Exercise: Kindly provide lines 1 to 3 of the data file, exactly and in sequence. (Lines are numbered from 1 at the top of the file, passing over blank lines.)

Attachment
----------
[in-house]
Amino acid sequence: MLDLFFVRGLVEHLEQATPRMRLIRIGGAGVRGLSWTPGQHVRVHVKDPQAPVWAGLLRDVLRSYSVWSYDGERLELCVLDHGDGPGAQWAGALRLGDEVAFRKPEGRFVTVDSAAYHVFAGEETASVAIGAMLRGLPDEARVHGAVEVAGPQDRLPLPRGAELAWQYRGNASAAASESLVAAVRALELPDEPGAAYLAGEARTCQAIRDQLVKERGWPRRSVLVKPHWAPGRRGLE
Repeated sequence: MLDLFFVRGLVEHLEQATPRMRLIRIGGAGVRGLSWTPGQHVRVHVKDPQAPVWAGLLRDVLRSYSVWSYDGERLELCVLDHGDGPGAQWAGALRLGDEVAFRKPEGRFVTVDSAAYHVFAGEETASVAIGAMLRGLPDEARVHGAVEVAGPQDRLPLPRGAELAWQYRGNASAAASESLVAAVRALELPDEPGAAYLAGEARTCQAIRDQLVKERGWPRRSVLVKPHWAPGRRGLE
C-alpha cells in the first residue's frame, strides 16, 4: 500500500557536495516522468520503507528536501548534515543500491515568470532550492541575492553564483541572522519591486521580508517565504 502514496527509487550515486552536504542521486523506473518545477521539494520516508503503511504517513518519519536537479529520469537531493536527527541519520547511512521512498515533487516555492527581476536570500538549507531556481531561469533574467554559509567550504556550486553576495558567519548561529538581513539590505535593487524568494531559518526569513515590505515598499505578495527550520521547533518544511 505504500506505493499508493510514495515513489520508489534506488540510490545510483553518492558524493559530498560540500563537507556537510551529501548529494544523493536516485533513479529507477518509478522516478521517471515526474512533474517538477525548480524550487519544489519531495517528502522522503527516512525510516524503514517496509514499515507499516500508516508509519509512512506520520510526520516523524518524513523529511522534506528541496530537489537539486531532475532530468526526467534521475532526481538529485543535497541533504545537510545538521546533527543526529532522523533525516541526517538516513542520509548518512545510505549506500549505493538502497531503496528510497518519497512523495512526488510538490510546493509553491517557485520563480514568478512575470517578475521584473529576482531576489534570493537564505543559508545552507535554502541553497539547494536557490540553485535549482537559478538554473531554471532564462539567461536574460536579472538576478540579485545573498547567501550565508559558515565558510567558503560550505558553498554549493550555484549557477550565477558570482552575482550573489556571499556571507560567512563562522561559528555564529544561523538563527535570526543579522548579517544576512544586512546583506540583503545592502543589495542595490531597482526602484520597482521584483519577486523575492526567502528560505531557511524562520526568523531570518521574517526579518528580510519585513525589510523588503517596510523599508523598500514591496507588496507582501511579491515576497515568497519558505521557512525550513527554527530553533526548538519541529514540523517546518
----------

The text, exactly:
[in-house]
Amino acid sequence: MLDLFFVRGLVEHLEQATPRMRLIRIGGAGVRGLSWTPGQHVRVHVKDPQAPVWAGLLRDVLRSYSVWSYDGERLELCVLDHGDGPGAQWAGALRLGDEVAFRKPEGRFVTVDSAAYHVFAGEETASVAIGAMLRGLPDEARVHGAVEVAGPQDRLPLPRGAELAWQYRGNASAAASESLVAAVRALELPDEPGAAYLAGEARTCQAIRDQLVKERGWPRRSVLVKPHWAPGRRGLE
Repeated sequence: MLDLFFVRGLVEHLEQATPRMRLIRIGGAGVRGLSWTPGQHVRVHVKDPQAPVWAGLLRDVLRSYSVWSYDGERLELCVLDHGDGPGAQWAGALRLGDEVAFRKPEGRFVTVDSAAYHVFAGEETASVAIGAMLRGLPDEARVHGAVEVAGPQDRLPLPRGAELAWQYRGNASAAASESLVAAVRALELPDEPGAAYLAGEARTCQAIRDQLVKERGWPRRSVLVKPHWAPGRRGLE